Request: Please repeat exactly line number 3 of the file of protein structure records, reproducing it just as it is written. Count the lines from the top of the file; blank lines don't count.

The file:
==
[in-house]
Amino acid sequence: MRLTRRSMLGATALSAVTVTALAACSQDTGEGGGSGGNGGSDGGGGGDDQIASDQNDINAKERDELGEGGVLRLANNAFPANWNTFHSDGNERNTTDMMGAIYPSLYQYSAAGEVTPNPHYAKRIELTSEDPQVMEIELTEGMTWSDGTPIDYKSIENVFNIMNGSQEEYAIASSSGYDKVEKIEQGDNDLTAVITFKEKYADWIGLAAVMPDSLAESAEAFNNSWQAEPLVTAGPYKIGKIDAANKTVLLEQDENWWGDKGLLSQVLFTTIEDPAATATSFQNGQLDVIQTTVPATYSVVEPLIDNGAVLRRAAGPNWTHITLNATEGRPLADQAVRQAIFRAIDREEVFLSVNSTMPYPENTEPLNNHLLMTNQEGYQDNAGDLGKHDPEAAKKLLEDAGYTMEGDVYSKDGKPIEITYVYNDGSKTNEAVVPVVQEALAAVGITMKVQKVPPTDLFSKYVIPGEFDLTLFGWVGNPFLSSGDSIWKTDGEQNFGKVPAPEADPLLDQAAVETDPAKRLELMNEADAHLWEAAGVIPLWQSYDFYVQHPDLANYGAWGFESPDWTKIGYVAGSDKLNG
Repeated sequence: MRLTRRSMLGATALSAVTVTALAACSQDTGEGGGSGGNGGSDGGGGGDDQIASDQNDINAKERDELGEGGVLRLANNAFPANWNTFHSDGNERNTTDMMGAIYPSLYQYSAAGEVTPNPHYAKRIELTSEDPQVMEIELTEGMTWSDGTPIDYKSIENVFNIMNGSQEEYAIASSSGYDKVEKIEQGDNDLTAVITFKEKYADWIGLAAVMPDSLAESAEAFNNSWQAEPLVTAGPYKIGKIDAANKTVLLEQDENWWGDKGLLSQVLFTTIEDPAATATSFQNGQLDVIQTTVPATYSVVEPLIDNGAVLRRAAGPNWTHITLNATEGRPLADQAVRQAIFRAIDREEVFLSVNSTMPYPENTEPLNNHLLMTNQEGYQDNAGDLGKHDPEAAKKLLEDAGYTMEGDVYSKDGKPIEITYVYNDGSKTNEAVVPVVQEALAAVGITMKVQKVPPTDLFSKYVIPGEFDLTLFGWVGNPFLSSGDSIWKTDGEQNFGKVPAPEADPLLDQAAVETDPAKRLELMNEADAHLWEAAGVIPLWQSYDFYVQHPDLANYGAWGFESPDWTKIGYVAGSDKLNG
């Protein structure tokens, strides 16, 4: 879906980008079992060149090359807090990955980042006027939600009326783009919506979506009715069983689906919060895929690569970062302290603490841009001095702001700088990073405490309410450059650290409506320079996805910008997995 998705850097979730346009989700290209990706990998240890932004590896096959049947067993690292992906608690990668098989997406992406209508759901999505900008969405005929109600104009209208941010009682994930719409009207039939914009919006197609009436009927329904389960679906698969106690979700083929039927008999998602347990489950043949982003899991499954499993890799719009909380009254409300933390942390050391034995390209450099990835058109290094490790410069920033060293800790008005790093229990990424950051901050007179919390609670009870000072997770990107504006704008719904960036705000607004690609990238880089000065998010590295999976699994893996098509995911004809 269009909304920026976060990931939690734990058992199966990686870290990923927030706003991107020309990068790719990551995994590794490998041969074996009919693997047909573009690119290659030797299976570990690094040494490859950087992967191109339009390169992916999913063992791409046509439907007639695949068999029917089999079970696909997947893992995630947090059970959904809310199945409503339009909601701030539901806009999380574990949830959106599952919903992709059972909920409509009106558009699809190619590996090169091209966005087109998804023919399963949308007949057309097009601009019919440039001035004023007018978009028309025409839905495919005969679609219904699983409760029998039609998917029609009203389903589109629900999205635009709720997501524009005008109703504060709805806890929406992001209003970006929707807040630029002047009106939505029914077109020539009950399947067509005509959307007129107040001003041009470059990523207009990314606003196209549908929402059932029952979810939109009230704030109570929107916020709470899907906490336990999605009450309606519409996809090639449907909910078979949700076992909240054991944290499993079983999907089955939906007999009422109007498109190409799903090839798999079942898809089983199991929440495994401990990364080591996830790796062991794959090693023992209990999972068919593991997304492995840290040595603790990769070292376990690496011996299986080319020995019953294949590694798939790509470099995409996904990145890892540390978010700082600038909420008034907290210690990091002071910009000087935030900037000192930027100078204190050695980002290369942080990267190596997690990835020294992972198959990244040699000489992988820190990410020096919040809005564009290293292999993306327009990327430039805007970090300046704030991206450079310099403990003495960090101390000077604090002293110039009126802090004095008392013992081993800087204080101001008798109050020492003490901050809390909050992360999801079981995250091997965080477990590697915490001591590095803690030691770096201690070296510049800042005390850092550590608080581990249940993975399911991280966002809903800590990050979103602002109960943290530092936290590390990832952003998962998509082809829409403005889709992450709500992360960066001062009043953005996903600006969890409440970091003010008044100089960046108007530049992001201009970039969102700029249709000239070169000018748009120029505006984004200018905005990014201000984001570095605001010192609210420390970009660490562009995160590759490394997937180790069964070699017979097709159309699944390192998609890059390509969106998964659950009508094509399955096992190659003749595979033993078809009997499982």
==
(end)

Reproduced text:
Repeated sequence: MRLTRRSMLGATALSAVTVTALAACSQDTGEGGGSGGNGGSDGGGGGDDQIASDQNDINAKERDELGEGGVLRLANNAFPANWNTFHSDGNERNTTDMMGAIYPSLYQYSAAGEVTPNPHYAKRIELTSEDPQVMEIELTEGMTWSDGTPIDYKSIENVFNIMNGSQEEYAIASSSGYDKVEKIEQGDNDLTAVITFKEKYADWIGLAAVMPDSLAESAEAFNNSWQAEPLVTAGPYKIGKIDAANKTVLLEQDENWWGDKGLLSQVLFTTIEDPAATATSFQNGQLDVIQTTVPATYSVVEPLIDNGAVLRRAAGPNWTHITLNATEGRPLADQAVRQAIFRAIDREEVFLSVNSTMPYPENTEPLNNHLLMTNQEGYQDNAGDLGKHDPEAAKKLLEDAGYTMEGDVYSKDGKPIEITYVYNDGSKTNEAVVPVVQEALAAVGITMKVQKVPPTDLFSKYVIPGEFDLTLFGWVGNPFLSSGDSIWKTDGEQNFGKVPAPEADPLLDQAAVETDPAKRLELMNEADAHLWEAAGVIPLWQSYDFYVQHPDLANYGAWGFESPDWTKIGYVAGSDKLNG